Great! Sounds like I am managing here or even making my wise become true :-)

I wrote "Multicross sysroot proposal paths (/opt)" (a year ago) at
http://wiki.debian.org/toolchain-multiarch which are the paths I
meant, the figure still has some typos and errors but you'll get the
idea from it (I hope). Just consider "/" as a normal FHS layout and
look under /opt/$sysroot for the FHS stuff I am talking about for
foreign arches.

I would also like to suggest you a nice reading, a paper from HP to
Canonical (or the other way) which explains very nicely multiarch
options, but did not took under consideration the sysroot way I am
proposing here.
  http://multiarch.alioth.debian.org/multiarch-hp-report.pdf

> 1. What directory layout would you like (and maybe a word or two on
> why).

I do believe this should be clear by now.

> 2. Do you plan to have separate toolchains for each architecture, or do
> you plan to use one toolchain with multilibs?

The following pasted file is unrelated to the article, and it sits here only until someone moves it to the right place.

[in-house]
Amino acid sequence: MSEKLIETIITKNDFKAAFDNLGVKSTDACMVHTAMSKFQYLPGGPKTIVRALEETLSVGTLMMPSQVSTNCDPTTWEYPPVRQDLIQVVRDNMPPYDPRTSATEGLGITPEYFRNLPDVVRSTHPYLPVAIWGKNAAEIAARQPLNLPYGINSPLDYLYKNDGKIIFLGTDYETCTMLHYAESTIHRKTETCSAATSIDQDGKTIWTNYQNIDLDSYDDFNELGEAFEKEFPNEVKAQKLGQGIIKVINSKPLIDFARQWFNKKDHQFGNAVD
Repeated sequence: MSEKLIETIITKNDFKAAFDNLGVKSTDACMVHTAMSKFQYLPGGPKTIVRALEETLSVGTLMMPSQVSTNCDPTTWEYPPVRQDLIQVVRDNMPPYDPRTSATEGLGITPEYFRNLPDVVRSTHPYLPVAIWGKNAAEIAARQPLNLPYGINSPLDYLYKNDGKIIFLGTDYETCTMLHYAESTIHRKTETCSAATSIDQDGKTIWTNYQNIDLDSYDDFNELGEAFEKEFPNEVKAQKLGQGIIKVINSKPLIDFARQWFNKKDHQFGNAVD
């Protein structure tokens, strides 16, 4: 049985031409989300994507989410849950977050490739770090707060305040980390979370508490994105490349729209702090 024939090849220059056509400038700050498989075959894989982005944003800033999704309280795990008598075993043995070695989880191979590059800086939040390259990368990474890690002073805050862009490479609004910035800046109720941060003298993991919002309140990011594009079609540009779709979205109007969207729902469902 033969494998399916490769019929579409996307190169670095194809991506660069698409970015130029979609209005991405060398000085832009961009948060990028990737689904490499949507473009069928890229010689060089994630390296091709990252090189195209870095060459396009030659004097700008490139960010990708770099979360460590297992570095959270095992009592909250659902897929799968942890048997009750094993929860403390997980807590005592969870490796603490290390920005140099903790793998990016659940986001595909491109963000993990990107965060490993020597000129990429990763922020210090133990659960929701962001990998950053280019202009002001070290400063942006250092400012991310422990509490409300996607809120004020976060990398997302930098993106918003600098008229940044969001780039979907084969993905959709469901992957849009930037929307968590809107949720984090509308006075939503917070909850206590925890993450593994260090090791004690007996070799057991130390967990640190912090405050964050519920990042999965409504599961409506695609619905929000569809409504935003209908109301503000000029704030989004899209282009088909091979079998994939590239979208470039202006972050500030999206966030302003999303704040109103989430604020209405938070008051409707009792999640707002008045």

Whatever we agree (as Debian) is fine with me. Personally I would go
for individual cross toolchains for each architecture (armel, mips,
mipsel, sh4, powerpc, ...) and multilibs enabled for variants (like
armel soft, softfp, hardfp variants) as upstream suggests.

> When we know these things, we'll look at how we can support that with
> config options that would be acceptable upstream. The target triplet
> would be an ideal unique identifier, if you intend to use multiple
> toolchains, but any old unique string will do.

Sure. Are you really being serious and listening to me? I am somehow
shocked! :-)

> The goal here is to add a patch to Linaro which enables Ubuntu, but is
> not yet another custom patch we have to carry around. The upstream
> maintainers tend to be a bit finicky, so ideally we'll run it past them
> first and get it approved before we end up stuck with something
> incompatible.

I do not think a patch is needed, only Dpkg filters might be a good
thing to implement. In anyway, it is very smart from your side to have
upstream consideration and not carry on a patch that can be applied
upstream (GNU GCC).

I would also like to call your attention onto being nice to your
upstream distribution and merge general stuff into Debian proper, then
you could add any knobs and tweaks you like as a derivative.

Best wishes,
--
 Héctor Orón

"Our Sun unleashes tremendous flares expelling hot gas into the Solar
System, which one day will disconnect us."